Does Energy Efficiency Increase Home Values?

It's hard to argue with the fact that efficiency improvements for your home are a good investment. In addition to helping you save money on your electricity, heating and cooling expenses, efficiency also helps the environment by reducing your reliance on fossil fuel power.

But some residents trying to sell their homes have found that making such investments won't necessarily raise the value of their house once it hits the market. A recent article in the San Francisco Gate discusses the unfortunate reality that energy efficiency isn't especially high on the list of priorities for buyers.

"It's the icing on the cake," Julie Reber of Zephyr Real Estate tells the source. "We've tried to evaluate if marketing as green brings in buyers or just helps close the deal. It's the latter, unfortunately."

There is an effort at the federal level to create policies that will encourage buyers to seek out efficient homes. The Save Act would allow them to take out large mortgages by requiring banks to consider the money saved on electricity as part of the buyer's income. But it's unclear if this law will have a significant effect. Many listing services provide only limited information on a home's energy efficiency given that those looking for a new home don't tend to focus on the issue much.

It's important to note, however, that energy efficiency is an issue that will eventually affect all homeowners. Over time, fossil fuels will likely go up in cost, raising electricity and gas prices to a point where it is simply common sense to make efficiency improvements. 

Keep checking back with LifeIsGreen.com for more information about renewable energy and green living topics!

Find Out What Your House Needs With A Home Energy Audit

We spend a lot of time on this blog providing advice on green living and how to improve the energy efficiency of your home, but each house is different, and your particular residence may have it own particular inefficiencies that need to be addressed. This begs the question: How a homeowner can go about identifying these flaws and improving the way their house uses heat and electricity?

The best way to do this is to hire an energy consultant and have them perform a home energy audit. There are many steps to the auditing process, but essentially what the contractor will do is look at all areas of your home that can effect the way you consume energy and determine if there are savings to be had. For example, they'll look at your windows to figure out what kind of insulation they're providing. They'll also analyze your plumbing system and water usage to identify potential savings in that area as well.

Many local and state governments provide incentives to homeowners who go through with this process, and some utilities will even offer a discounted auditing program to give customers a low-cost efficiency consultation.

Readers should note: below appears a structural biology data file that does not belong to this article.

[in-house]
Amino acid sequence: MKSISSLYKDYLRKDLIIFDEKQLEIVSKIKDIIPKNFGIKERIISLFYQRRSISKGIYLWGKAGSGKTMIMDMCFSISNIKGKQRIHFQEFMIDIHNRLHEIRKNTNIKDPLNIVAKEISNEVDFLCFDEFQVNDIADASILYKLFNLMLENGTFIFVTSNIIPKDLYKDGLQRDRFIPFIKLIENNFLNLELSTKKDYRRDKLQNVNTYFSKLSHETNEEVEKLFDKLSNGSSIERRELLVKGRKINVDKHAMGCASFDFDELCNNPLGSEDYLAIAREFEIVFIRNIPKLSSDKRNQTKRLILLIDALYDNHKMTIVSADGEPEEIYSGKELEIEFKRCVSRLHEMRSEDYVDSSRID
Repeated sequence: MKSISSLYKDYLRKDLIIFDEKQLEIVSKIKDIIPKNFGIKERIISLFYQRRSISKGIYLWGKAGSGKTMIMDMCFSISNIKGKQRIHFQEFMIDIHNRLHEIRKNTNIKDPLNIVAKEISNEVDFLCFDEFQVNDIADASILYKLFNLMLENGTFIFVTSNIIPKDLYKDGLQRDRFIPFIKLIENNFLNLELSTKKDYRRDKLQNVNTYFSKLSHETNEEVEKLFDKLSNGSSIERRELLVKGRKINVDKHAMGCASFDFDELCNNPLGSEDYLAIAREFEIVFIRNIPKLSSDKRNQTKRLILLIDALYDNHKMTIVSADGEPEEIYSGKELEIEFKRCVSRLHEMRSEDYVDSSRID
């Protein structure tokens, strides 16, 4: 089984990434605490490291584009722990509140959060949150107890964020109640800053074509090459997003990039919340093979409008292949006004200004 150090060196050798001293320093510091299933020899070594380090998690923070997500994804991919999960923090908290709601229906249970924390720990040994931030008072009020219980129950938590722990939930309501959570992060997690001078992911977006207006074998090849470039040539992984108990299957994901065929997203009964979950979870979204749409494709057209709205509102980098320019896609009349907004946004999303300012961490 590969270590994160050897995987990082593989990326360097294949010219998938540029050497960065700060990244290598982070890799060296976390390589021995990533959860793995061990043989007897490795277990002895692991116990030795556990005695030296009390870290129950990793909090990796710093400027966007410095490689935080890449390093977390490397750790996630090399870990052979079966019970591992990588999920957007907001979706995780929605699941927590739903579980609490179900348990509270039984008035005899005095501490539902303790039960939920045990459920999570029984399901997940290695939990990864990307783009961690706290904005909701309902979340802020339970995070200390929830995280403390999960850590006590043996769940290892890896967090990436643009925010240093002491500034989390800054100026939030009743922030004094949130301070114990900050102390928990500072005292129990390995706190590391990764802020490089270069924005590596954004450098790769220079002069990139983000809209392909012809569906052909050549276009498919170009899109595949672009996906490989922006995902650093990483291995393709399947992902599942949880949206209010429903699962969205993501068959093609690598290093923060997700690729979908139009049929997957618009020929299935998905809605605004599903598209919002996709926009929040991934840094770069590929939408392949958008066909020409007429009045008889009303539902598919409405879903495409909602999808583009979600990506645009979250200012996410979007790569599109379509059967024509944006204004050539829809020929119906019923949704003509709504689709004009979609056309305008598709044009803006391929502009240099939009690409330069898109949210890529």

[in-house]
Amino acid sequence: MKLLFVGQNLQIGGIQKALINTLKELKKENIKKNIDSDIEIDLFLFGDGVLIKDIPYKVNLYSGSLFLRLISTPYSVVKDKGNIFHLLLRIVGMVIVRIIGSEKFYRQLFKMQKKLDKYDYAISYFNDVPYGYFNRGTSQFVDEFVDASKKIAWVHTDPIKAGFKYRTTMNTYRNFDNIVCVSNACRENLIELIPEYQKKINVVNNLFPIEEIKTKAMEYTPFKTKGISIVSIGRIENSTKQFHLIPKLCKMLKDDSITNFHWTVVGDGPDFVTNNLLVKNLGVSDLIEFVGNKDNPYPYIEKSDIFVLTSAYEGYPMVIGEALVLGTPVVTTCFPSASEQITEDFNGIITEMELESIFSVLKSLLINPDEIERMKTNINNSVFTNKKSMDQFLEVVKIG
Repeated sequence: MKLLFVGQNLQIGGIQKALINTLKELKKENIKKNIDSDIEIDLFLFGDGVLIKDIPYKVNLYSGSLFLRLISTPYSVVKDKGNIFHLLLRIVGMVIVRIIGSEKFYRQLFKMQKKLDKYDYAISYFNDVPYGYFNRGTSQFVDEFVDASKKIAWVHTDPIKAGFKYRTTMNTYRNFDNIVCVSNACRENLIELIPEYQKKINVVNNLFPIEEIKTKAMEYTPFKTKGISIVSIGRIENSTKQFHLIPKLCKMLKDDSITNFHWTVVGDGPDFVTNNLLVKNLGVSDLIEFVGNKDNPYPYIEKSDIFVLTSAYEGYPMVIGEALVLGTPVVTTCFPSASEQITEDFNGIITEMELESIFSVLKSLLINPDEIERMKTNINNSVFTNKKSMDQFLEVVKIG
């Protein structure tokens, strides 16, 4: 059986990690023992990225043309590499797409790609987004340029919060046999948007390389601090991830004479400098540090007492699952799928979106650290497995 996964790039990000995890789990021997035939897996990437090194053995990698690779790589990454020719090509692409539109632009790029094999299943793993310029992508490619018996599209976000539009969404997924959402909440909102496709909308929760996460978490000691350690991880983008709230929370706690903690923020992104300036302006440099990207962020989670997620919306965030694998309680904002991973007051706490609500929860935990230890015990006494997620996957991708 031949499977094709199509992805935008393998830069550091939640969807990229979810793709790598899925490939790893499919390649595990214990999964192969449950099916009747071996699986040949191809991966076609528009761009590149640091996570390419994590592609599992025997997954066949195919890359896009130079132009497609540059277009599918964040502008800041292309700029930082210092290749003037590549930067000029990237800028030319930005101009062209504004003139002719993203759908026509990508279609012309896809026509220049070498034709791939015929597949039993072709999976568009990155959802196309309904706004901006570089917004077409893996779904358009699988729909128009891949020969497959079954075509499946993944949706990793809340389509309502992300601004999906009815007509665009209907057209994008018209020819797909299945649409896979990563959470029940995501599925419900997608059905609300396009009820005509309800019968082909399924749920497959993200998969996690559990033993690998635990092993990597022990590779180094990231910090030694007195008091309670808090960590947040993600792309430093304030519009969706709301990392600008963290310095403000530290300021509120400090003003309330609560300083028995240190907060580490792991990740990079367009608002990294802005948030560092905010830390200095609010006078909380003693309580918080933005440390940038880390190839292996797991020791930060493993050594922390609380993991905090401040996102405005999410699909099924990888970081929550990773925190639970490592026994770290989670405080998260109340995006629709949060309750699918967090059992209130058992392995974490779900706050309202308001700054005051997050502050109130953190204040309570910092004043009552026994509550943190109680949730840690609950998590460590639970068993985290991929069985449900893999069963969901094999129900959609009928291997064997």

It's true that installing weather-stripping and a programmable thermostat could potentially save your family hundreds of dollars in energy costs every year, but there are many other areas of your energy use that require some level of expertise to detect. A home energy auditor can provide you with that information so that you can stabilize the finances of your household while also helping the environment.

For more information on going green and energy efficiency, keep checking back with LifeIsGreen.com.

Santa Clara Students Design Fantastic Efficient House

The Solar Decathlon, a competition hosted by the U.S. Department of Energy, will be taking place in October, pitting teams of college students against each other to design houses that are energy efficient, affordable and aesthetically pleasing. EarthTechling reports that the team from Santa Clara University (SCU) has unveiled their entry into the competition, and it's definitely going to turn some heads when they transport it down to Irvine, California, for the Decathlon.

One of the most notable features of the structure, which they have named "Radiant House", is its cutting-edge solar panel mounting system. Their racking apparatus requires lower costs and is integrated into the roof much more seamlessly than a typical rooftop solar panel system would be.

The house also has its own smartphone app that allows the homeowner to shut off lights, heating and air conditioning from anywhere in the house.

The SCU team has competed in past Decathlons, placing third twice. While they say they focused on engineering in their first competition and design in their second, the Radiant House is an effort to bridge the gap between those two disciplines.

The Decathlon is an exciting opportunity for students and the public to reflect on sustainable architecture and how green building methods can be brought to a wider audience. Typically we associate energy efficiency and green construction methods with more expensive homes, but the goal of the Decathlon is to demonstrate that clean technology isn't a luxury that only the wealthy can afford. With Radiant House – which the SCU team says was built at two-thirds the cost of their previous Decathlon entries – the public now has a model for how sustainability can be incorporated into a middle-class lifestyle.

Check back again with LifeIsGreen.com for more news about the Solar Decathlon and green living.

3 Eco-Friendly Home Improvement Projects For Fall

Autumn is a great time to work on home improvement projects, as it's your last chance before winter weather arrives. With the end of summer approaching, temperatures will soon fall and working outside will be much more doable if you need to patch up holes in your roof or clean your gutters.

Living Green Magazine has some suggestions for projects that are low-cost and eco-friendly at the same time: